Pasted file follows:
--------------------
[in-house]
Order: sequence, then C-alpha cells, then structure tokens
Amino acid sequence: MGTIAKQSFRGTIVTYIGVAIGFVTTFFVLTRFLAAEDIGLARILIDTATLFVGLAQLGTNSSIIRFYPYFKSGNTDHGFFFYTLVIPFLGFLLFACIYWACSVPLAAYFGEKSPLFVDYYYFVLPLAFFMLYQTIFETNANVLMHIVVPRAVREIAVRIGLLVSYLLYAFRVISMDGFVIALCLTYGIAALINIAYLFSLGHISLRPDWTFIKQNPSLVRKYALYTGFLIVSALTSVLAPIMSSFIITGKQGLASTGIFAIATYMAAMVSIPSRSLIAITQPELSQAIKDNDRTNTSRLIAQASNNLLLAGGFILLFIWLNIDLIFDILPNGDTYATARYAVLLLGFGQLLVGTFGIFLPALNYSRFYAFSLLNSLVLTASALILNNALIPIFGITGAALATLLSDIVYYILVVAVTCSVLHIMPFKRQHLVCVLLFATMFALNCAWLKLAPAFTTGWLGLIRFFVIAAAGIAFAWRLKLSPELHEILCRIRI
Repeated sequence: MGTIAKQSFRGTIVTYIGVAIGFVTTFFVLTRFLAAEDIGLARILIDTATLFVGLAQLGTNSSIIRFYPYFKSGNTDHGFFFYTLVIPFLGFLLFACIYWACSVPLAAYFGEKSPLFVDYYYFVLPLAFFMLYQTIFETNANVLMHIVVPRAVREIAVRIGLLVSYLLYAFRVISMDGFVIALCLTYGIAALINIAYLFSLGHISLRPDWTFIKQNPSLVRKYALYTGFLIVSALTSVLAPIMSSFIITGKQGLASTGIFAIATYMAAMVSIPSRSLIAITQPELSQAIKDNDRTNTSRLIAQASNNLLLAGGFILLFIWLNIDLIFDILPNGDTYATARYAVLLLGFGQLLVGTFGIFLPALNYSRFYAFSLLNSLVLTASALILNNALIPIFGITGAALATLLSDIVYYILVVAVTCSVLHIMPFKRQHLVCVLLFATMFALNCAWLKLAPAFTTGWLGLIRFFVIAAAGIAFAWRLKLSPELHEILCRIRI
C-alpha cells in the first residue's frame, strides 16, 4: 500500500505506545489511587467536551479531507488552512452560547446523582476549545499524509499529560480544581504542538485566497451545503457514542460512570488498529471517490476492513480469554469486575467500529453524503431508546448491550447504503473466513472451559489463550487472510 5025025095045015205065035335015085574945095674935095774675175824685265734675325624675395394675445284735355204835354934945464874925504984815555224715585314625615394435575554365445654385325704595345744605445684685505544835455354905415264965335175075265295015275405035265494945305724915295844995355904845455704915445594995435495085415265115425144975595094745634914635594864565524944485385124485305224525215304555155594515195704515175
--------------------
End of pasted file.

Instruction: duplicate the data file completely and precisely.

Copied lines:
[in-house]
Order: sequence, then C-alpha cells, then structure tokens
Amino acid sequence: MGTIAKQSFRGTIVTYIGVAIGFVTTFFVLTRFLAAEDIGLARILIDTATLFVGLAQLGTNSSIIRFYPYFKSGNTDHGFFFYTLVIPFLGFLLFACIYWACSVPLAAYFGEKSPLFVDYYYFVLPLAFFMLYQTIFETNANVLMHIVVPRAVREIAVRIGLLVSYLLYAFRVISMDGFVIALCLTYGIAALINIAYLFSLGHISLRPDWTFIKQNPSLVRKYALYTGFLIVSALTSVLAPIMSSFIITGKQGLASTGIFAIATYMAAMVSIPSRSLIAITQPELSQAIKDNDRTNTSRLIAQASNNLLLAGGFILLFIWLNIDLIFDILPNGDTYATARYAVLLLGFGQLLVGTFGIFLPALNYSRFYAFSLLNSLVLTASALILNNALIPIFGITGAALATLLSDIVYYILVVAVTCSVLHIMPFKRQHLVCVLLFATMFALNCAWLKLAPAFTTGWLGLIRFFVIAAAGIAFAWRLKLSPELHEILCRIRI
Repeated sequence: MGTIAKQSFRGTIVTYIGVAIGFVTTFFVLTRFLAAEDIGLARILIDTATLFVGLAQLGTNSSIIRFYPYFKSGNTDHGFFFYTLVIPFLGFLLFACIYWACSVPLAAYFGEKSPLFVDYYYFVLPLAFFMLYQTIFETNANVLMHIVVPRAVREIAVRIGLLVSYLLYAFRVISMDGFVIALCLTYGIAALINIAYLFSLGHISLRPDWTFIKQNPSLVRKYALYTGFLIVSALTSVLAPIMSSFIITGKQGLASTGIFAIATYMAAMVSIPSRSLIAITQPELSQAIKDNDRTNTSRLIAQASNNLLLAGGFILLFIWLNIDLIFDILPNGDTYATARYAVLLLGFGQLLVGTFGIFLPALNYSRFYAFSLLNSLVLTASALILNNALIPIFGITGAALATLLSDIVYYILVVAVTCSVLHIMPFKRQHLVCVLLFATMFALNCAWLKLAPAFTTGWLGLIRFFVIAAAGIAFAWRLKLSPELHEILCRIRI
C-alpha cells in the first residue's frame, strides 16, 4: 500500500505506545489511587467536551479531507488552512452560547446523582476549545499524509499529560480544581504542538485566497451545503457514542460512570488498529471517490476492513480469554469486575467500529453524503431508546448491550447504503473466513472451559489463550487472510 5025025095045015205065035335015085574945095674935095774675175824685265734675325624675395394675445284735355204835354934945464874925504984815555224715585314625615394435575554365445654385325704595345744605445684685505544835455354905415264965335175075265295015275405035265494945305724915295844995355904845455704915445594995435495085415265115425144975595094745634914635594864565524944485385124485305224525215304555155594515195704515175